Alas, I never got around to it. And in the intervening years Apatow and his disciples have basically remade the comedy scene, to the point that even a movie that Apatow is completely uninvolved with is still compared to the films he has directed and produced; it’s hard to read a review of a modern comedy without finding his name referenced. And in that time his main players, Seth Rogen, Rudd, Segel, Jonah Hill, have basically become stars (see the recent Vanity Fair Spread). And the frequent connections to Judd Apatow were obviously noticed and written about. I’m not ashamed (just frustrated) to say that Gawker posted a similar chart last year, and it seemed like Entertainment Weekly, again, had put the pieces together as well, printing this chart, which I’ve saved as both motivation and as a symbol of what I could have done.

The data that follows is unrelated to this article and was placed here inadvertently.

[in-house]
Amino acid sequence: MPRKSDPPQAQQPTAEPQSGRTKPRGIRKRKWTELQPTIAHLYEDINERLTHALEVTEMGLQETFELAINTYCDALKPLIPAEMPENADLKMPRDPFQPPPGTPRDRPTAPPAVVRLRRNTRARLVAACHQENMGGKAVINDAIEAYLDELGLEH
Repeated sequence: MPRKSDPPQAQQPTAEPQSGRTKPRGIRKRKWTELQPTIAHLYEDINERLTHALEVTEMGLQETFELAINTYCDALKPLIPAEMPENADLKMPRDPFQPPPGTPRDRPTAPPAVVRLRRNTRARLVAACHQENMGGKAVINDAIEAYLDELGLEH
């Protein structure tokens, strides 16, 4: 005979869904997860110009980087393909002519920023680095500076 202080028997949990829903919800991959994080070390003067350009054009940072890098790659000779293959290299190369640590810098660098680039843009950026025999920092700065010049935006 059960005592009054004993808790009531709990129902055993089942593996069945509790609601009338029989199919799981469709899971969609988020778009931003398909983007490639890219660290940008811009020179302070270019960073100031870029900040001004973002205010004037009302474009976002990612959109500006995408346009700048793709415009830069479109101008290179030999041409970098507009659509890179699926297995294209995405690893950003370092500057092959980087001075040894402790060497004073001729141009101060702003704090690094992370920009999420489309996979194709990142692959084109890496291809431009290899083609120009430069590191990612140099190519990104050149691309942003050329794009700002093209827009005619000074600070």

However, despite the thousands of words that have been already written about Judd Apatow and his effect, and the numerous visual representations, I still hadn’t seen anything approaching the comprehensiveness of my chart. And when I was laid off earlier this year I decided, even if the moment had passed, I would finally finish the project. Now this proved exceedingly more difficult with the number of additions to the Apatow cannon (Knocked Up, Superbad, Forgetting Sarah Marshall, etc.), but it’s only made the challenge more necessary and rewarding. Now, finally, after nearly 3 years of planning, with seeds planted years before that, I’m happy to finally present the Judd Apatow Effect (see down below for further notes on who made the cut and why):